On June 3, the U.S. Supreme Court held that the federal Computer Fraud and Abuse Act (“CFAA”), a cybercrime statute providing civil claims against someone who “exceeds authorized access” to a computer system to obtain trade secrets or other information, does not apply to employees or others who steal information from computer systems to which they had legitimate, technical access. This ruling sharply curtails the CFAA’s effectiveness as a litigation option against employees who violate employers’ computer use policies or confidentiality restrictions to divert company information for themselves or a prospective competing employer.
On May 28, 2021, the Equal Employment Opportunity Commission (EEOC) issued long-awaited updated guidance regarding employers’ ability to mandate and incentivize employee vaccination for COVID-19 under federal equal employment opportunity (EEO) laws. Adding information to existing Q&A guidance, and coordinating with the newly updated guidance from the Centers for Disease Control and Prevention (CDC), the EEOC update provides some clarity on previously vague agency positions. Importantly, the new guidance explicitly states that 1) employers can mandate vaccines without violating federal EEO laws, and 2) employers may provide incentives to employees who receive COVID-19 vaccinations.
Nexsen Pruet attorney Dara James Coleman was quoted on OSHA plans and complaints in the Financial Planning article “Hold the line: Inside Wells Fargo’s pandemic response.”
Chambers USA: America’s Leading Lawyers for Business recognizes 9 Nexsen Pruet practice areas and 32 attorneys.
Rescinding Mask Mandates, Masks in Schools, Prohibiting Vaccine Passports, Crowd Control, Curbside Sales of Beer and Wine, and More.
The day after his inauguration, President Biden signed an executive order directing the Occupational Safety and Health Administration (OSHA) to “consider whether any emergency temporary standards on COVID-19, including with respect to masks in the workplace, are necessary, and if such standards are determined to be necessary, issue them by March 15, 2021.” Though March 15 has passed, OSHA has reportedly been finalizing an emergency temporary COVID-19 standard that would require blanket use of masks at work, at least indoors.
South Carolina recently passed a joint resolution that offers protection to its businesses and health care providers from liability for certain claims arising from COVID-19.
Effective May 6, 2021, the U.S. Department of Labor (DOL) withdrew the agency’s Trump-era rule that for the first time established a test for independent contractor status in a federal regulation. The Trump rule was published on Jan. 7, 2021, and was set to go into effect on March 8, 2021. (See our prior articles explaining the Trump rule here and here). However, the DOL under President Biden proposed to delay the rule from taking effect, and on May 5, 2021, announced its withdrawal.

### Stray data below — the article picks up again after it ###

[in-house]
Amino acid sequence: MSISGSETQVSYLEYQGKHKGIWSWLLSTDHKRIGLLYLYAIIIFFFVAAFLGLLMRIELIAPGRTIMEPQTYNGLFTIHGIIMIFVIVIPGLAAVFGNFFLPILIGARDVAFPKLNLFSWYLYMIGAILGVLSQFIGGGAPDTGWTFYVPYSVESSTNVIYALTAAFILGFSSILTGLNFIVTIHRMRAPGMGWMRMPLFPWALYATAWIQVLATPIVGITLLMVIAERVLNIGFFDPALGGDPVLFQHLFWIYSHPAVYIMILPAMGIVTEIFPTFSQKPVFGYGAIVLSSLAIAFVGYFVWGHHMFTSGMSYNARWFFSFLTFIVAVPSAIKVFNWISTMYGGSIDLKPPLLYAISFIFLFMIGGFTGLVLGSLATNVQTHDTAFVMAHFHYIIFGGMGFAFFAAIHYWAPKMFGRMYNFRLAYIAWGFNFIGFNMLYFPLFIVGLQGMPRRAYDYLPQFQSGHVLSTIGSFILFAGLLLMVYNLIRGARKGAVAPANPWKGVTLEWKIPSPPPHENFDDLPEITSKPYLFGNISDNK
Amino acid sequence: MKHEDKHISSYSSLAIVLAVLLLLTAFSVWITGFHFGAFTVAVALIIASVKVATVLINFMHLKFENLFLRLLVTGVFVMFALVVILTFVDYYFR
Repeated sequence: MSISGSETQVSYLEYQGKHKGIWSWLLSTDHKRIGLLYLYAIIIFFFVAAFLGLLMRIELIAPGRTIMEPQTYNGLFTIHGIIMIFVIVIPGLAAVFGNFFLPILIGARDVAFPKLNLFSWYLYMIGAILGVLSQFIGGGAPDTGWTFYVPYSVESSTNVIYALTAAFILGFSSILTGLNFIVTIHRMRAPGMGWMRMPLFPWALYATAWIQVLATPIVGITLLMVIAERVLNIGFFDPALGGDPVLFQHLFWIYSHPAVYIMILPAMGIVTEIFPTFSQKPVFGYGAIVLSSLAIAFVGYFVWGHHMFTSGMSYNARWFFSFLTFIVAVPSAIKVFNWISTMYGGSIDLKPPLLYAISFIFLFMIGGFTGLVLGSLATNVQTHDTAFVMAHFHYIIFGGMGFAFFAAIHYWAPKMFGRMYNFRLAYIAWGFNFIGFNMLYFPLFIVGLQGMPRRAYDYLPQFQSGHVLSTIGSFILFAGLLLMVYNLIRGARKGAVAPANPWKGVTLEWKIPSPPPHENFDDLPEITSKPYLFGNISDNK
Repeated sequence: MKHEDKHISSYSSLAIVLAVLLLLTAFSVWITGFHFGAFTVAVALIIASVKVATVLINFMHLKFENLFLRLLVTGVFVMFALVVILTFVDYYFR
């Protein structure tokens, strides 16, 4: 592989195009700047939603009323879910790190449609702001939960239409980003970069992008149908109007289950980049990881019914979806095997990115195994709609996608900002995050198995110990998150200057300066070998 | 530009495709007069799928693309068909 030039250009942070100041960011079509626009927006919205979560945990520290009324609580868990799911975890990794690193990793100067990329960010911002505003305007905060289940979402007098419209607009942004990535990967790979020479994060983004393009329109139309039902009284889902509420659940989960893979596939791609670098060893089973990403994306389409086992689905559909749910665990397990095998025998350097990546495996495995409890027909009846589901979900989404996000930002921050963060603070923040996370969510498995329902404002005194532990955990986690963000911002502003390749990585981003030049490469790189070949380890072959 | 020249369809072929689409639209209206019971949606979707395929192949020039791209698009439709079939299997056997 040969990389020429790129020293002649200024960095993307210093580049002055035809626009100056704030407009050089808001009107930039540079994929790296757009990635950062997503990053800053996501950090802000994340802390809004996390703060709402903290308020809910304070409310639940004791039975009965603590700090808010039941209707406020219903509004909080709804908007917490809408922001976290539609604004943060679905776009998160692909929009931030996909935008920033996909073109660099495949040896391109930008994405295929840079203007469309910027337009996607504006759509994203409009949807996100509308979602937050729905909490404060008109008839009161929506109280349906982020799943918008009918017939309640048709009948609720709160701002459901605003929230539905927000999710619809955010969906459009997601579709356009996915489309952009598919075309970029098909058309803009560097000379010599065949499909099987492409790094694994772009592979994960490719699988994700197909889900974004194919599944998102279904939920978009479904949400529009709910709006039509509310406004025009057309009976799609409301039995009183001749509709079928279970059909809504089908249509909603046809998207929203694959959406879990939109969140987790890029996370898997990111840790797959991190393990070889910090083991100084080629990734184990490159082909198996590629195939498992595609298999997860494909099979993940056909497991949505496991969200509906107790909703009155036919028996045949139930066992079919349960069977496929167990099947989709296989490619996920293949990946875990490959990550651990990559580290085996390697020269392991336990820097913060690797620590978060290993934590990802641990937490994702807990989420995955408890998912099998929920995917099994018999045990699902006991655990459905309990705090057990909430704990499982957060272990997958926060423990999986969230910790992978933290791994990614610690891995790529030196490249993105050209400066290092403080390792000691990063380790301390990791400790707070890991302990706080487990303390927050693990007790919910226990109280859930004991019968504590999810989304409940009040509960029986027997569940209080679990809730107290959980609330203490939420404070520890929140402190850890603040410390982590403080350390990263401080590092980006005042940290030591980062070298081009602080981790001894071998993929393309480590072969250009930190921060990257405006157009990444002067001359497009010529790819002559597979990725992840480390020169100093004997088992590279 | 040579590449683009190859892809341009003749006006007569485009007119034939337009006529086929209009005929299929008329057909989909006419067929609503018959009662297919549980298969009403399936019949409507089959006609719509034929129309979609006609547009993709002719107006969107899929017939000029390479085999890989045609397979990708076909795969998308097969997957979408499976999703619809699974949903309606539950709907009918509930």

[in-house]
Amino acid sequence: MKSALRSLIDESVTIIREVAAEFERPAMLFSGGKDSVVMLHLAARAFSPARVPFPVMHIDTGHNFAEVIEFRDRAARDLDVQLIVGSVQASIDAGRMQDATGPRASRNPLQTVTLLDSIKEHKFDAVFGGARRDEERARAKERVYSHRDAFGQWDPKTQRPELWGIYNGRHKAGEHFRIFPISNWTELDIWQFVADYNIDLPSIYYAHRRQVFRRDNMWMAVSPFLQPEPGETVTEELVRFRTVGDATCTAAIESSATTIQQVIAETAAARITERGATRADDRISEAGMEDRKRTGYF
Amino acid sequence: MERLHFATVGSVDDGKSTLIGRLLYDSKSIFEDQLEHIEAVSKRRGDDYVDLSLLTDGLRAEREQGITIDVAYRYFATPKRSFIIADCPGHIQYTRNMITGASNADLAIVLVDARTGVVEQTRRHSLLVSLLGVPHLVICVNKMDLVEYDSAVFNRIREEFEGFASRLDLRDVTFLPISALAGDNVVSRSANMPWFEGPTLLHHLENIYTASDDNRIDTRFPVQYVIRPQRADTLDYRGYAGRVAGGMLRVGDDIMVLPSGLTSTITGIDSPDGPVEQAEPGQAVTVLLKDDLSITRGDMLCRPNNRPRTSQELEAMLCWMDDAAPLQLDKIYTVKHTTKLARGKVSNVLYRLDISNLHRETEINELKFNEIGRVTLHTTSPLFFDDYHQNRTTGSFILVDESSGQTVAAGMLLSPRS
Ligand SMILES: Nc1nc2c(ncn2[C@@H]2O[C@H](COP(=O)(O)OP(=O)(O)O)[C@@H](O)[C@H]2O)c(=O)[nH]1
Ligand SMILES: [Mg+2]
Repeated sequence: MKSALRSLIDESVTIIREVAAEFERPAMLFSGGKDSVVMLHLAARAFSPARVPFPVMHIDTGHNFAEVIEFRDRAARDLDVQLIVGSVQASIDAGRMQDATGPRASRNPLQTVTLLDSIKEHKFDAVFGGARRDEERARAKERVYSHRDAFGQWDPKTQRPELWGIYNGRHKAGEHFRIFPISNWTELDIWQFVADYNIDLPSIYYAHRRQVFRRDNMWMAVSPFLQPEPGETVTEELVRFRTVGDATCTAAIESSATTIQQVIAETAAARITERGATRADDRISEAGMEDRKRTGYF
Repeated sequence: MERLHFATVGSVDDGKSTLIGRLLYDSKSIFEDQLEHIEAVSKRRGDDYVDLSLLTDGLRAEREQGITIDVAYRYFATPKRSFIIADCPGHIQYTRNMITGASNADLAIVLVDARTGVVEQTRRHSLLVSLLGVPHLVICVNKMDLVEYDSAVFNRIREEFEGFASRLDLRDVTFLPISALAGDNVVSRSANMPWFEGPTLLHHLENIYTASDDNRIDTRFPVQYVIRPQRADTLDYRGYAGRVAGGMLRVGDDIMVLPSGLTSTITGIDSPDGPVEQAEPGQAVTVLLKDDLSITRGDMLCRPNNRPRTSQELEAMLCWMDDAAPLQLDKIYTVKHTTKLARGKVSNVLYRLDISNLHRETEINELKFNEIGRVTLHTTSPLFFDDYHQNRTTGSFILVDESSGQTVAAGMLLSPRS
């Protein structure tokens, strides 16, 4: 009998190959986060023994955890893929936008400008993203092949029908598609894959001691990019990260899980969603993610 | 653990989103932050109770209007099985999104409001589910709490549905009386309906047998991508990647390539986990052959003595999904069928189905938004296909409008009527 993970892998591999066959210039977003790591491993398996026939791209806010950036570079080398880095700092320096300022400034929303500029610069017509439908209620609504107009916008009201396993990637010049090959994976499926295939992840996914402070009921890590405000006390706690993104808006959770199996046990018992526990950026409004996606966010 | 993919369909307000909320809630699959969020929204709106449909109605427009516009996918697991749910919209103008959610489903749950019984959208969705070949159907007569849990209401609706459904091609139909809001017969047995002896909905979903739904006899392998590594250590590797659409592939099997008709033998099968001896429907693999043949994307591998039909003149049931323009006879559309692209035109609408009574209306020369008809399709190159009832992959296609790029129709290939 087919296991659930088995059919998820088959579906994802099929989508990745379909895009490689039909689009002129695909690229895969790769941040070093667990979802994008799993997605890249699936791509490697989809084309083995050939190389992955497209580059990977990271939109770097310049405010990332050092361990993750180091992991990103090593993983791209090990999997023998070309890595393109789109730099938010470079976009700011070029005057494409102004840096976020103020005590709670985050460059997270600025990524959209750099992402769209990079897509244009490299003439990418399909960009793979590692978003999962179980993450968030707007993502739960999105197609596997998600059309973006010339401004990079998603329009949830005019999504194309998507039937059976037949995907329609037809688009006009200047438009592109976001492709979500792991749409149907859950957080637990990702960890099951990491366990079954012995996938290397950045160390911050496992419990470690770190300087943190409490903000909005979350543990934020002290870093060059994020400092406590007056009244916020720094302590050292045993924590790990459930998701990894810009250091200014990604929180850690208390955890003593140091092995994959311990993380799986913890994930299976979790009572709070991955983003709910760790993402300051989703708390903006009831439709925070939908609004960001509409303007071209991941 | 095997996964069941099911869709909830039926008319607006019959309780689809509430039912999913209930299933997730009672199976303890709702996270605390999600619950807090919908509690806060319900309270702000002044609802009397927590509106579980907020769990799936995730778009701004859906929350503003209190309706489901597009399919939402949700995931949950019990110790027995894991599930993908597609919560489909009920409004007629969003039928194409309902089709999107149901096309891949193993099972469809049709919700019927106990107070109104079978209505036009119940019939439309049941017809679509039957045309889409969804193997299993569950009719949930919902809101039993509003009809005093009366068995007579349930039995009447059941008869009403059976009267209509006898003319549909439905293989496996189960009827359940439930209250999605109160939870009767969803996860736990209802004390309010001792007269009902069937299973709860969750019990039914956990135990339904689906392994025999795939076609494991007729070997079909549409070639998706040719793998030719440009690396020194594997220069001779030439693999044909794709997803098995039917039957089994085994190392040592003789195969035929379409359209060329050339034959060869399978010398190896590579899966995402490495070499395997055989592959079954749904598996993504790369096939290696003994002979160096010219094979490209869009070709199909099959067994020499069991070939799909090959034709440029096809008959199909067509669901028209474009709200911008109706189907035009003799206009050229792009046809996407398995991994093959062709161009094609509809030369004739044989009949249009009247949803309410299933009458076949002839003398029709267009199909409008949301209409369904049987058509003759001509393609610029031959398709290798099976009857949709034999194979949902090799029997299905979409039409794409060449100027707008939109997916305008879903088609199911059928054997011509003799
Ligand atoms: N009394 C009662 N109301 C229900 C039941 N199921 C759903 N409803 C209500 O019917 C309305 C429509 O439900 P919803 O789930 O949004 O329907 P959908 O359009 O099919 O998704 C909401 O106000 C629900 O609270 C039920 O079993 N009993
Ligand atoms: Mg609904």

Nexsen Pruet employment attorneys Nikole Mergo, Jennie Cluverius, and Jimmy Byars were featured in Law360 for their representation of Nephron Pharmaceuticals in a considerable trade secrets case.
Although the novel Coronavirus caused many industries to slow their normal operations last year, the Equal Employment Opportunity Commission remained largely steady, scoring a number of significant settlements from employers.
The COVID-19 pandemic has changed how and where employees are able to work, and some employers are allowing their employees to continue to work from home despite restrictions lifting. While many revel in this new approach, it does cause concerns for privacy and data security. Data breaches have been on the rise in part due to the rushed response to COVID-19, as employers were unable to properly train and equip their employees prior to mandated shutdowns. Data breaches can cause severe reputational harm, and more and more states have passed, or are actively contemplating, legislation that would impose fines and other consequences should a breach occur.
On April 28, 2021, Gov. Henry McMaster signed South Carolina’s COVID-19 Liability Immunity Act into law. The state’s employers will now have a defense that they are immune from liability if an employee claims s/he contracted COVID-19 at work.
Introduction. In mid-March, President Biden signed the American Rescue Plan Act of 2021 and included in its many provisions for providing COVID relief and economic stimulus is the six-month COBRA Premium Assistance (a/k/a COBRA subsidy).
The General Assembly returned to Raleigh this week following last week’s spring recess. The Senate bill filing deadline closed on April 6, resulting in a significant number of new bills. The House of Representative’s final filing deadline for non-budget-related bills is May 4, so we expect to see additional proposals filed between now and then.
On April 13, 2020, the Centers for Disease Control and Prevention (CDC) and U.S. Food and Drug Administration (FDA) issued a Joint Statement on the Johnson and Johnson (J&J) COVID-19 Vaccine. The CDC and FDA are recommending a pause in the use of the J&J vaccine as the agencies investigate six reported cases of serious blood clots occurring in individuals vaccinated with the J&J product.